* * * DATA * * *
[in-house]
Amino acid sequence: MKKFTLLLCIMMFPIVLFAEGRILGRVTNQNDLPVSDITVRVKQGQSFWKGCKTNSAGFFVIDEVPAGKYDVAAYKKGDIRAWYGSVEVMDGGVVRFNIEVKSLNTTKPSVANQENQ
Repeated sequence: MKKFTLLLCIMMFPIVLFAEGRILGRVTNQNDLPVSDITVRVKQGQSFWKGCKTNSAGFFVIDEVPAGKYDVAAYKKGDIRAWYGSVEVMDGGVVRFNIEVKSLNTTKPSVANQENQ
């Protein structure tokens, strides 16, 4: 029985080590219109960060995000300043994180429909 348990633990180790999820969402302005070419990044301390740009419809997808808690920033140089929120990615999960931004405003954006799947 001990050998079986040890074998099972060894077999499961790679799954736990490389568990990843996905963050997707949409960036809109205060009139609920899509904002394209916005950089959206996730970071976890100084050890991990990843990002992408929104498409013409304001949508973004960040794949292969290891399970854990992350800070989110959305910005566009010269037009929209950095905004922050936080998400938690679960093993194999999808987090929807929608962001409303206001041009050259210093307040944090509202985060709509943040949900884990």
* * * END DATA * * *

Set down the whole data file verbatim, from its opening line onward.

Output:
[in-house]
Amino acid sequence: MKKFTLLLCIMMFPIVLFAEGRILGRVTNQNDLPVSDITVRVKQGQSFWKGCKTNSAGFFVIDEVPAGKYDVAAYKKGDIRAWYGSVEVMDGGVVRFNIEVKSLNTTKPSVANQENQ
Repeated sequence: MKKFTLLLCIMMFPIVLFAEGRILGRVTNQNDLPVSDITVRVKQGQSFWKGCKTNSAGFFVIDEVPAGKYDVAAYKKGDIRAWYGSVEVMDGGVVRFNIEVKSLNTTKPSVANQENQ
């Protein structure tokens, strides 16, 4: 029985080590219109960060995000300043994180429909 348990633990180790999820969402302005070419990044301390740009419809997808808690920033140089929120990615999960931004405003954006799947 001990050998079986040890074998099972060894077999499961790679799954736990490389568990990843996905963050997707949409960036809109205060009139609920899509904002394209916005950089959206996730970071976890100084050890991990990843990002992408929104498409013409304001949508973004960040794949292969290891399970854990992350800070989110959305910005566009010269037009929209950095905004922050936080998400938690679960093993194999999808987090929807929608962001409303206001041009050259210093307040944090509202985060709509943040949900884990």